Lab-Created Mice Resist Cancer

Enhanced activity of a certain gene produces selective cancer cell elimination
By Nick McMaster,  Newser Staff
Posted Nov 28, 2007 6:39 PM CST
A man undergoes acute radiation therapy for cancer in his jaw. Dr. Rangnekar's team hope to develop a human therapy out of their mice discovery to make side-effect-heavy treatments like this a thing of...   (getty images)
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(Newser) – A mouse seemingly invulnerable to cancerous tumors has been engineered, Science Daily reports. Researchers at the University of Kentucky introduced a more active version of the Par-4 gene—which appears able to differentiate cancer cells from healthy ones, then kills them—into mouse embryos. They found that the enhanced mice never developed cancers and passed the gene on to their offspring.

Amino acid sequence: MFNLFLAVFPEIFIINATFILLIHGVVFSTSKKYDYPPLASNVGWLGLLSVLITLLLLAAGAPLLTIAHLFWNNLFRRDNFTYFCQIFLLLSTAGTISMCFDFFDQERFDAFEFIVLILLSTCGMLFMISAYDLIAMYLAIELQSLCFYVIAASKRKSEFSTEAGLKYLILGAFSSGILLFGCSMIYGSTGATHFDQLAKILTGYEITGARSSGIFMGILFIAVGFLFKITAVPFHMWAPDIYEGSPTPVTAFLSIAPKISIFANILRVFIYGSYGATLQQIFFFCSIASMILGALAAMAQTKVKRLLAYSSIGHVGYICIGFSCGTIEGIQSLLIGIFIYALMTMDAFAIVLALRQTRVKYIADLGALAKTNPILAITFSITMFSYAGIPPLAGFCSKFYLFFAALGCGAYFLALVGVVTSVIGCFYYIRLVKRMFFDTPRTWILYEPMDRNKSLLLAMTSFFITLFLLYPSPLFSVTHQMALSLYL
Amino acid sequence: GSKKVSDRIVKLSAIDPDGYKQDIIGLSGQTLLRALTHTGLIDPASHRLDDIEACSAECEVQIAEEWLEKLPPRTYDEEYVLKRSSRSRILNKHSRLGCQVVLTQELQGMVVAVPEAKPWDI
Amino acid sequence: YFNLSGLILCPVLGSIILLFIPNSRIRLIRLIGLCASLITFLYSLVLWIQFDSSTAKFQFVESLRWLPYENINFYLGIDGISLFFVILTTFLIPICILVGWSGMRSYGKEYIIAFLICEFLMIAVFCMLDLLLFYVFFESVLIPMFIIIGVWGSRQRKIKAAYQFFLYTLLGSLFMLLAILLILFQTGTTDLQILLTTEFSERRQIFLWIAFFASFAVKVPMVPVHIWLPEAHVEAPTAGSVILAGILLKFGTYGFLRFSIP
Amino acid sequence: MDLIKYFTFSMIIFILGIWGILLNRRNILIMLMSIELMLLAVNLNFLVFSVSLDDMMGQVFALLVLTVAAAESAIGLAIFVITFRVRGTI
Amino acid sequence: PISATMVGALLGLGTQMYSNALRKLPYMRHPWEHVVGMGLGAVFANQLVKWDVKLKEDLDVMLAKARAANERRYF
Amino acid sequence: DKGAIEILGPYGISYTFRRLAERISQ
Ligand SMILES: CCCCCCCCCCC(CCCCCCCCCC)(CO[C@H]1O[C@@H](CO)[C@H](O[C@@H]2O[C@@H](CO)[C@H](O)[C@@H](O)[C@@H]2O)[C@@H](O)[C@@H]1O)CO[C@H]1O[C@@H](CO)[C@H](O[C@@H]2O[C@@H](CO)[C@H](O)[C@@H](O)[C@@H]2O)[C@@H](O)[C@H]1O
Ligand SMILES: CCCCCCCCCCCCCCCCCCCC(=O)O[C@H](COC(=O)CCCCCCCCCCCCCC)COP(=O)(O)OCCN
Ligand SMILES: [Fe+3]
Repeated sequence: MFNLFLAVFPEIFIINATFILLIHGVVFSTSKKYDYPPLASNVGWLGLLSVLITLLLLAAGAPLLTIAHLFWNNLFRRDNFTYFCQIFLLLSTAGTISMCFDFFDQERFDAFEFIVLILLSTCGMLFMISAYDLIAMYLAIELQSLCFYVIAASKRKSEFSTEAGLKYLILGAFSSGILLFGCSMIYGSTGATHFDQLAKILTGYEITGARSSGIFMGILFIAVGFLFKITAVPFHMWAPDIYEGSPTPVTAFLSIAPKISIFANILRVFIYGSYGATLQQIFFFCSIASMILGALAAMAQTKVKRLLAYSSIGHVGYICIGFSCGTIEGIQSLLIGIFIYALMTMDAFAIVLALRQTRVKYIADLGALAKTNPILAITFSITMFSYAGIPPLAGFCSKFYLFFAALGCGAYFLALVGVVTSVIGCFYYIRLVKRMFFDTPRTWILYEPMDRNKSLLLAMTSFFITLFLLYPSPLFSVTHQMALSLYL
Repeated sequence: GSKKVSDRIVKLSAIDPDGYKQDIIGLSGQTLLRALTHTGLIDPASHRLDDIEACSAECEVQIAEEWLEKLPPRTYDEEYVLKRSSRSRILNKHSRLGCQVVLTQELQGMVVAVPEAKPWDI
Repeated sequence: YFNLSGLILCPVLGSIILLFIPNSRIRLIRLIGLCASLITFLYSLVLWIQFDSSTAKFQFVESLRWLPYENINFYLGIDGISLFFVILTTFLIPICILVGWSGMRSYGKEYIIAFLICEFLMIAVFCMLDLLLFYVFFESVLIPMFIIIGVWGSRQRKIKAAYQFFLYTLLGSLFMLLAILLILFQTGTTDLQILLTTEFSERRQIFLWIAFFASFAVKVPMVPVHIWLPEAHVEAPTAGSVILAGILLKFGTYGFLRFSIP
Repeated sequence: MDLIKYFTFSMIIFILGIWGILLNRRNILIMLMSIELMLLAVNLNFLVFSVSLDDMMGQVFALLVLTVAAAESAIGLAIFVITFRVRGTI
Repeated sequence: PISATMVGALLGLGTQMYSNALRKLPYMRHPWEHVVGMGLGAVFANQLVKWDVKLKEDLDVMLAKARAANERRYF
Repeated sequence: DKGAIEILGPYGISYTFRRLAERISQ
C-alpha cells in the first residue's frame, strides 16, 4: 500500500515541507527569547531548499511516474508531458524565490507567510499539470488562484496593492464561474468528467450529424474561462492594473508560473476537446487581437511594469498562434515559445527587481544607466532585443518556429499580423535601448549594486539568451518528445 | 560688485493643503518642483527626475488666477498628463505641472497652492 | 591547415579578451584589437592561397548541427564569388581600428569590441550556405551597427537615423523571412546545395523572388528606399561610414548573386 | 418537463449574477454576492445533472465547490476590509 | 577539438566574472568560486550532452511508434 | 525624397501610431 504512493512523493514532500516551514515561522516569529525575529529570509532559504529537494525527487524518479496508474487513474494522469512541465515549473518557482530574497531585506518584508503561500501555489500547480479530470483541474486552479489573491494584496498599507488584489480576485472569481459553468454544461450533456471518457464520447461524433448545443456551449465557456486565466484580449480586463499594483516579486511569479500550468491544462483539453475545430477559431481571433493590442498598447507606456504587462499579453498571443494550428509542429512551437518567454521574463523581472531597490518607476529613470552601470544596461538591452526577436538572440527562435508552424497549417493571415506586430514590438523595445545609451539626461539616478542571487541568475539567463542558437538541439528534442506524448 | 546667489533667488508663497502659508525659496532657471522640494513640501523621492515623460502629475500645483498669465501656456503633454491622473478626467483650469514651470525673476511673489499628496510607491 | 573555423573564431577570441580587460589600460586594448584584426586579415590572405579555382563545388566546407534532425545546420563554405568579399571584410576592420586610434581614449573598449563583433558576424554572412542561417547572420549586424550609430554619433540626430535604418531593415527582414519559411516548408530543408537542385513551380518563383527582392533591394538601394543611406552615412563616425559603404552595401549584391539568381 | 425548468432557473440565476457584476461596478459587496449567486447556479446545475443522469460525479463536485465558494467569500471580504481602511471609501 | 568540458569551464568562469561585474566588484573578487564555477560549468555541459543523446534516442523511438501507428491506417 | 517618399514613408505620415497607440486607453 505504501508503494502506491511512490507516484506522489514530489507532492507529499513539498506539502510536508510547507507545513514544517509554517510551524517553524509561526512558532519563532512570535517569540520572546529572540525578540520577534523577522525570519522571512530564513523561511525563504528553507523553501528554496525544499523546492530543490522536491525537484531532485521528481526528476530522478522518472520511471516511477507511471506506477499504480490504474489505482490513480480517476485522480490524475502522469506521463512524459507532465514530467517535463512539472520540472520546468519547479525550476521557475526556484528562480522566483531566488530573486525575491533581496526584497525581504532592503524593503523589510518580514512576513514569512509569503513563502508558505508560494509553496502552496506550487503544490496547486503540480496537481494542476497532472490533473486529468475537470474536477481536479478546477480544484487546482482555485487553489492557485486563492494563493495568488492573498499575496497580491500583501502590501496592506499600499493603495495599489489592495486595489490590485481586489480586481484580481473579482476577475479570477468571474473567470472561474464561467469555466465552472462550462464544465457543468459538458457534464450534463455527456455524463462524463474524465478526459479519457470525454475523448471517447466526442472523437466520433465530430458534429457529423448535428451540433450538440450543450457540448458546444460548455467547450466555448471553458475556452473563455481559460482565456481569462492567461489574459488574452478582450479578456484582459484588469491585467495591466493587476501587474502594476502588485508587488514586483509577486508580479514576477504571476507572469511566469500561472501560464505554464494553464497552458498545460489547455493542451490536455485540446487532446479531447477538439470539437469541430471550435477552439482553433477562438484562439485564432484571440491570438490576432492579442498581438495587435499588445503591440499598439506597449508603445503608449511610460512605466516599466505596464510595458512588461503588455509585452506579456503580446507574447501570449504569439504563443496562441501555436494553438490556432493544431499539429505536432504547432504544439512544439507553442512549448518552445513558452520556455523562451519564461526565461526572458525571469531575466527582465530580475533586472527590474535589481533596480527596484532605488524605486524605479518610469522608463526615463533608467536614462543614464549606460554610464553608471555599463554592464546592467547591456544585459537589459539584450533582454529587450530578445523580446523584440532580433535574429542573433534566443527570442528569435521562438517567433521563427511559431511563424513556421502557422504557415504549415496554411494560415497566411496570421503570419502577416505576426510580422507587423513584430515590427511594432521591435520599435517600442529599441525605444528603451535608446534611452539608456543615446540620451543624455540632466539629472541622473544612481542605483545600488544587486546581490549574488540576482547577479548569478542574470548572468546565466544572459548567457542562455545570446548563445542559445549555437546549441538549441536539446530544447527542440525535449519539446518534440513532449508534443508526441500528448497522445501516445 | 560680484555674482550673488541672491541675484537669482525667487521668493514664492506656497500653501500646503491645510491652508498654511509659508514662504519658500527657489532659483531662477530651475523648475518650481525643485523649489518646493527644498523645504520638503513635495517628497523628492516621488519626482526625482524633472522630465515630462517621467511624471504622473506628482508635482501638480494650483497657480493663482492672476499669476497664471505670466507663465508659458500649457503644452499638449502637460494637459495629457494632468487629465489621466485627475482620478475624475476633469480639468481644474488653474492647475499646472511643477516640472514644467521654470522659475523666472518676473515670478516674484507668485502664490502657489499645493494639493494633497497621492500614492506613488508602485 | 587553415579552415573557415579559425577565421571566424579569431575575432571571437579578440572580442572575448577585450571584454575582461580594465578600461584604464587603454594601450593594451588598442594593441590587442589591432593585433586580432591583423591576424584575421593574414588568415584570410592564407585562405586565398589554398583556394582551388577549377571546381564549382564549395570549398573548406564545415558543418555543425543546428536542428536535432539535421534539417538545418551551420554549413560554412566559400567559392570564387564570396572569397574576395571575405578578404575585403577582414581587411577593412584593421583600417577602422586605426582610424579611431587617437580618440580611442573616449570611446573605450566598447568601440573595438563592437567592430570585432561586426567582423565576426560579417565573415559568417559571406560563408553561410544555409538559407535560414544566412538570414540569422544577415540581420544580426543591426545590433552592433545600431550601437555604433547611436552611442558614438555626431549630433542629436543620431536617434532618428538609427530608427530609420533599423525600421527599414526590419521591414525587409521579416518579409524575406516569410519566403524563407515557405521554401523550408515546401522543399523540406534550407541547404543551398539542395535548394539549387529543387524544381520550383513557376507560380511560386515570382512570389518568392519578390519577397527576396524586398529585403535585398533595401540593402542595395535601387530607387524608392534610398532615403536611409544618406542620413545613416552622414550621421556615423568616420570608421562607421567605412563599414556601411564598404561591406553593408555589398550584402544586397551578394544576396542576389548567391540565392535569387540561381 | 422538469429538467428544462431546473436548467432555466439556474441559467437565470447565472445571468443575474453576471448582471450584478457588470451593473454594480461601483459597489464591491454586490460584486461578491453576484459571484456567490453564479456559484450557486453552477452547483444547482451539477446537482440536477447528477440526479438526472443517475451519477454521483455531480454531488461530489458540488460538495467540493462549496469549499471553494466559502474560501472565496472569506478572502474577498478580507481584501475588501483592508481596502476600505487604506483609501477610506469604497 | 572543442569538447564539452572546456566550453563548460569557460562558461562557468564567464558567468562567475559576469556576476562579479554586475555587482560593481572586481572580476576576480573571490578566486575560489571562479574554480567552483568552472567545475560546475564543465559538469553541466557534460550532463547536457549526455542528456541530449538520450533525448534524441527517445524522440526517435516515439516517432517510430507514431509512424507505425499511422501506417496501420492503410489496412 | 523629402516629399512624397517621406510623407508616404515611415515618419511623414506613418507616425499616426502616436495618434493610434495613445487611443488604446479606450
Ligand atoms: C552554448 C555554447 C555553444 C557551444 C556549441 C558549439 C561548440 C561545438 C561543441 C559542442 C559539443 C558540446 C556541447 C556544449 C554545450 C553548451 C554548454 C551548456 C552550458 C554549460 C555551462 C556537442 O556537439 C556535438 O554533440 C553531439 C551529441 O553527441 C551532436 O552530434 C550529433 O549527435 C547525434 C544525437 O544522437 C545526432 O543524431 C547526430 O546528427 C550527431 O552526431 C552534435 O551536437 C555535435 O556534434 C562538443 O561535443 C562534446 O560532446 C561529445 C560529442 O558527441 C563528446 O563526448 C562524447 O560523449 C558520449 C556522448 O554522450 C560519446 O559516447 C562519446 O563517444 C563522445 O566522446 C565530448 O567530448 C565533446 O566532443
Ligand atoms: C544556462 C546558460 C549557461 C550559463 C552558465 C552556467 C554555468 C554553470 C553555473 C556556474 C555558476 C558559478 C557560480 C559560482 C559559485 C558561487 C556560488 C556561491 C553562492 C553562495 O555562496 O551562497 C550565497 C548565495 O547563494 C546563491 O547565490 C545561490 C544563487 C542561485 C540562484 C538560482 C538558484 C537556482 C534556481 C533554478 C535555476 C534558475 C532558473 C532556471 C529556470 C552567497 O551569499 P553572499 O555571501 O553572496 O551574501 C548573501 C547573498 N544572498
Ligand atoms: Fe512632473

“This killer gene is selective for killing cancer cells. It will not kill normal cells … there are very few selective molecules out there like this,” researcher Vivek Rangnekar said. Rangnekar said “excruciating” side effects of traditional anti-cancer therapies pushed scientists to look for a “holistic approach that would get rid of the tumor, but not harm the organism as a whole.”